Rookie middle linebacker Kwon Alexander passed his entrance exams with flying colors and made his fourth-round selection look like a steal. Then came the four-game, season-ending suspension for testing positive for an undisclosed performance enhancer. The Bucs are good to go at linebacker with starters Alexander, Lavonte David and Danny Lansanah, assuming they bring back the latter for another year.
Depth is an issue, however. The team brought Bruce Carter in this past offseason to take over in the middle and got outperformed by Alexander. It wasn’t until the rookie’s suspension kicked in last week that Carter got his first start – and that ended with an injury. The fact that Tampa Bay called Orie Lemon back for the fourth time this season and had to start him on the strongside last night was troubling.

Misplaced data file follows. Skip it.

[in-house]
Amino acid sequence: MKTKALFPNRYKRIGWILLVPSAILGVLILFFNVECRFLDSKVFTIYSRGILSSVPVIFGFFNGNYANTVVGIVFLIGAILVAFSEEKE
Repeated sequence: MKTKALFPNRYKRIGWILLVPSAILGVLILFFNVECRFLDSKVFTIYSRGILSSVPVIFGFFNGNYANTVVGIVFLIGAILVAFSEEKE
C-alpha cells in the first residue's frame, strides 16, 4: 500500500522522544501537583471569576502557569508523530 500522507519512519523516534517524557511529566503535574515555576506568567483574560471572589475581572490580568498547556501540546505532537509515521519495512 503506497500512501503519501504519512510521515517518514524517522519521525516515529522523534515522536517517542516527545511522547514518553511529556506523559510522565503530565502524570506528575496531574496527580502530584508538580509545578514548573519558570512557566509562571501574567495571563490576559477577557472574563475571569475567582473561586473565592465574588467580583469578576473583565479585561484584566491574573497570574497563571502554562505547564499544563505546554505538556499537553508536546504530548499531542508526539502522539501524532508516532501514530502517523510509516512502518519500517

Then there’s the defensive line.
End/tackle William Gholston keeps making plays one moment then disappearing the next, all while sprinkling in a steady dose of boneheaded, temper-related penalties along the way. Howard Jones continues to get in on the occasional sack or splash play and could stick around but he’s a pass rusher only.
The 2016 offseason will be yet another attempt for the Bucs to find impact edge rushers.
This belongs up in the previous section, too, but it deserves to be separated.